UB law professor explains consent decree between DOJ, city police

In mid-January, just before leaving office, then-U.S. Attorney General Loretta Lynch came to Baltimore and joined Mayor Catherine Pugh and Police Commissioner Kevin Davis for a press conference at City Hall to announce the signing of a consent decree for the Baltimore City Police Department. But just what is a consent decree?

“It’s an agreement between the Department of Justice and a municipality, like in this case the city of Baltimore. But what is different from your typical contract is that it is made a part of a case,” said Professor David Jaros, an associate professor in the University of Baltimore School of Law. “So it’s as if the case is filed in court,” continued Jaros. “And it’s going to go to trial, but instead there’s just an agreement that this is a settlement, and a consent decree usually involves one side, the defendant, agreeing to take certain steps to remedy the problem.” Jaros explained that those steps are overseen by an independent monitor, and can be enforced by the courts. If a municipality is found to not be in compliance with the terms of the consent decree, it can be held in contempt.

Baltimore was not a reluctant defendant forced to
the bargaining table, but really seemed to be a partner
in the negotiation of the consent decree, in many
respects, and there seems to be I think at this point
some optimism that the city is truly committed to
eradicating this kind of problem —David Jaros

The consent decree results from a more than year-long investigation by the Department of Justice’s Civil Rights Division into the police department’s practices following the April 2015 in-custody death of Freddie Gray and the riots that erupted following his funeral. That investigation culminated with a release of a report in the summer of 2016 that contained damning conclusions about the practices of Baltimore police officers in regards to their treatment of minority residents. The report concluded that for many years and on a routine basis, police unconstitutionally and illegally stopped and detained African-American and Hispanic residents.

Jaros explained that the Civil Rights Division got involved in Baltimore as part of its mandate to protect the civil rights of citizens. “And when there are violations, they are empowered to go in and sue, and so it is their mandate to try and protect the civil liberties of people like the citizens of Baltimore, for whom the consent decree actually stated that their rights under federal law were being violated by the Baltimore Police Department.” He added that consent decrees have the potential to be a very useful tool in protecting civil rights because it allows the Justice Department and a local police department to work out very specific solutions to the problems in a specific community, without having to go to court.

Following the release of the report, the Department of Justice and the city began negotiating on the terms of the consent decree. Jaros explained that the report really outlined the issues that established how the police department was violating federal law with its practices.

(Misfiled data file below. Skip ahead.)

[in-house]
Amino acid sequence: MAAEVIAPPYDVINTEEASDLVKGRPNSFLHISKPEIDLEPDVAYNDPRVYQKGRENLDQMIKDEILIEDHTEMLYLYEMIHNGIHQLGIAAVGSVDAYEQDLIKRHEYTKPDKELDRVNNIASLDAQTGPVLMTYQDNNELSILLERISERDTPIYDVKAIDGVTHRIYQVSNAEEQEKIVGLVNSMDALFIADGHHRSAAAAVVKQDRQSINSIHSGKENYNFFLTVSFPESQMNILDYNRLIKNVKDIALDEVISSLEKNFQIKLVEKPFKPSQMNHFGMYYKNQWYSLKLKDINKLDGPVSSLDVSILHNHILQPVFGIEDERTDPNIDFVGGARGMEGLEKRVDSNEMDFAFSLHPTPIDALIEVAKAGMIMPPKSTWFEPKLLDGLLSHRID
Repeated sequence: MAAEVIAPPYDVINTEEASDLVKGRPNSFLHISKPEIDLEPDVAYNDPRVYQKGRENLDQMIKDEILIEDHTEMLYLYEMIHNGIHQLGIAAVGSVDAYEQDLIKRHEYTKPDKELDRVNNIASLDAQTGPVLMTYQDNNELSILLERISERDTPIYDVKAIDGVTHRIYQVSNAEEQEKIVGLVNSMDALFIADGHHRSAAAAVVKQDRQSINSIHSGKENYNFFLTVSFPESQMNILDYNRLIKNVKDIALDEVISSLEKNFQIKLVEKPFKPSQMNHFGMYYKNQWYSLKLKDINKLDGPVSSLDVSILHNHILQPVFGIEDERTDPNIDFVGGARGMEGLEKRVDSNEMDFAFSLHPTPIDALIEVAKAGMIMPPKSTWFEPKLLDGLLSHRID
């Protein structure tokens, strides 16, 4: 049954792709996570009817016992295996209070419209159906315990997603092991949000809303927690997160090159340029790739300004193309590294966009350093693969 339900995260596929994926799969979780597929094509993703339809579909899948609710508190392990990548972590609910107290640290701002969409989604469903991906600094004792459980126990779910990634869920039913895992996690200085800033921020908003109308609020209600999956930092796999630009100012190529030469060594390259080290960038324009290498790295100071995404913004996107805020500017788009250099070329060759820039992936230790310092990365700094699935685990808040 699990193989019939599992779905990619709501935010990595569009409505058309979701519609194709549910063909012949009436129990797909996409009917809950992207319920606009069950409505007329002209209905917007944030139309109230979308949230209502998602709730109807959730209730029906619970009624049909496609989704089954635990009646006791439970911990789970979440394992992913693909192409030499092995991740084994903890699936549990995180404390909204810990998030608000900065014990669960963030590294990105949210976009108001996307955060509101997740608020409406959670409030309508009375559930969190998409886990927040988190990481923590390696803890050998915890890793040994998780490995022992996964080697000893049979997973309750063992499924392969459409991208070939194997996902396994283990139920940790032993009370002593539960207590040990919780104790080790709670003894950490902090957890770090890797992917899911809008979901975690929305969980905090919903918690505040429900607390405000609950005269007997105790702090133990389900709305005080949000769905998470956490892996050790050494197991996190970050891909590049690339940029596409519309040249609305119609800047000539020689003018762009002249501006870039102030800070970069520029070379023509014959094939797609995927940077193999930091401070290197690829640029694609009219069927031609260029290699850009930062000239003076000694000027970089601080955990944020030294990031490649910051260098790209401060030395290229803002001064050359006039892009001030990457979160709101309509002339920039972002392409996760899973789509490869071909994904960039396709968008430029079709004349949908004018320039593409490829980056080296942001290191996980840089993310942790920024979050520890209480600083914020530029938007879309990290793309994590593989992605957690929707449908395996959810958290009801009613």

“And so that report was sort of the first step towards getting to sort of the practical solution side of things, which was the consent decree. And that report involved everything from detailing the use of excessive force by police officers to the unconstitutional arrest and seizure of citizens, and in particular of minorities,” Jaros said. “And it detailed that there was a pattern and practice, and those are key sort of magical words that trigger the law, the constitutional rights of Baltimore citizens.” Jaros says the key part of the consent decree was establishing requirements for the police department and the city to ensure that the violations of residents’ civil rights wouldn’t continue in the future.

Jaros says it’s too early to tell if this consent decree will make a difference in the lives of minority Baltimoreans. In the past, Jaros said the Justice Department’s report described problems with how Baltimore police officers are trained and how the resources police officers need to do their jobs well have historically not been available to them. He also described how consent decrees between the Justice Department and other police departments, regarding civil rights violations, have historically had mixed results. Jaros says a key factor is the willingness of municipalities to abide by the agreements and provide the resources that their police departments need for training and to do their jobs properly. He commended the city government for its willingness to work with the Justice Department on the consent decree.

“Baltimore was not a reluctant defendant forced to the bargaining table, but really seemed to be a partner in the negotiation of the consent decree, in many respects, and there seems to be I think at this point some optimism that the city is truly committed to eradicating this kind of problem,” Jaros said. He acknowledged that the city has a lot of social challenges and issues to address in its inner-city neighborhoods, and challenges in policing tend to follow along with those issues in inner cities. Jaros said the consent decree is simply a step in the right direction, and not a cure-all for the challenges and issues the city faces.

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